If I had to choose just one from that list that I’d like to see get back together, it would be Sedatives. I say this knowing that, in very recent days, the Sedatives have actually started to get back into the rehearsal room. I came to know the members of the band (Emmanuel Sayer, Dave Williams, Ian Manhire, and Steve Adamyk) from Rock and Roll Pizza Party first, and since those early days, they’ve become some of my closest friends (I currently play in Crusades with Dave and Emmanuel, and in Cheap Whine with Steve). I’m happy that they’ve decided to pick it back up, and am curious to see what comes of the reformation.
What is your favourite song on the compilation?
The Million Dollar Marxists song is my favourite. Listening back to it now, it makes me nostalgic about the early 2000’s in Ottawa. Before Rock and Roll Pizza Party, there was Bumper’s Pool Hall, which was located at 580 Bank St. (currently the home of the Works burger joint). This was my introduction to the punk scene in Ottawa. As someone who moved here in 1998, and formed a band (The Creeps) shortly after that, it was where I met a number of people in the scene (including Luke Martin of the Marxists, who was doing sound there at the time). When we recorded this compilation, the Marxists were essentially done, but Ian Manhire convinced them to record a song for the compilation.
Anything else you would like to share?
I’d be very interested in seeing what a compilation like this would look like today. It’s been six years since we recorded ‘Ottawa Gaga’, and the city, and music scene has changed so much in that time. If anything, the scene continues to expand and thrive at an exponential rate. While many of the musicians on this compilation continue to make music, there is also a wave of younger musicians and bands that continue to innovate and push the boundaries of music in Ottawa.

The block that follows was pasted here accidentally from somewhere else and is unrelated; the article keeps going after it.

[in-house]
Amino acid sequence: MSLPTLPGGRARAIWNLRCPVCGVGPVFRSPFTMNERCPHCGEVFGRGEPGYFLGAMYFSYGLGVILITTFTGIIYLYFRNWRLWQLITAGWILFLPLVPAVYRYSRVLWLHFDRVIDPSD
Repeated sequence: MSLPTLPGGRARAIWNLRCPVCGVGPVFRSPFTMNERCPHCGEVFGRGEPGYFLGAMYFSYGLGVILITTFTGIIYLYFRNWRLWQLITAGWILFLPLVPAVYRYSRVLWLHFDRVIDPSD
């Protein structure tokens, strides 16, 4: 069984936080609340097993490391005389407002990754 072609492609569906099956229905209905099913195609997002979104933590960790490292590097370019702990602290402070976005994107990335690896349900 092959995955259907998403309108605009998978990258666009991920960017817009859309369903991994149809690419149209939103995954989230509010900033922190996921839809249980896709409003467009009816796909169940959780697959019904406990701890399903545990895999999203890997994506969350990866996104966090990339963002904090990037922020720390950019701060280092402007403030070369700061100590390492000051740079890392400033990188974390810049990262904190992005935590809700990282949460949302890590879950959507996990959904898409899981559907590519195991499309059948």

The Montreal-based Pale Lips kicked off Saturday’s Peach Kelli Pop-headlined show at Gabba Hey! I had no set expectations for this band since they are very new and I’d never heard their songs before, but I found it easy to get swept up in their energy. It helped that I was with friends who had never seen a punk band before and seemed to be having a good time, which really added to the experience.
A patron crowd surfing during New Swears. Even as an opener, New Swears always stir the crowd into a frenzy!
Pressed was packed to the brim Tuesday night, Oct. 15th, for Peach Kelli Pop and New Swears.
With very eerie art on the wall, just in time for Halloween and toilet paper everywhere (explained below) Peach Kelli Pop had us dancing and “ooh-lala-ing” along. Their super fun all girl poppy, punky garage rock style makes it quite hard to stand still. The headlining four piece were all sporting Scouts Canada jackets, badges and all. Peach Kelli Pop play very catchy tunes, none more catchy than ”Girls of Summer” and their closer ”Do the Eggroll.” They also debuted a new song, never played before, which I found quite good. But, the highlight of the set by far, was when they shocked me completely and played the theme song to Sailor Moon. (The link is the band playing it on Oct. 5th.)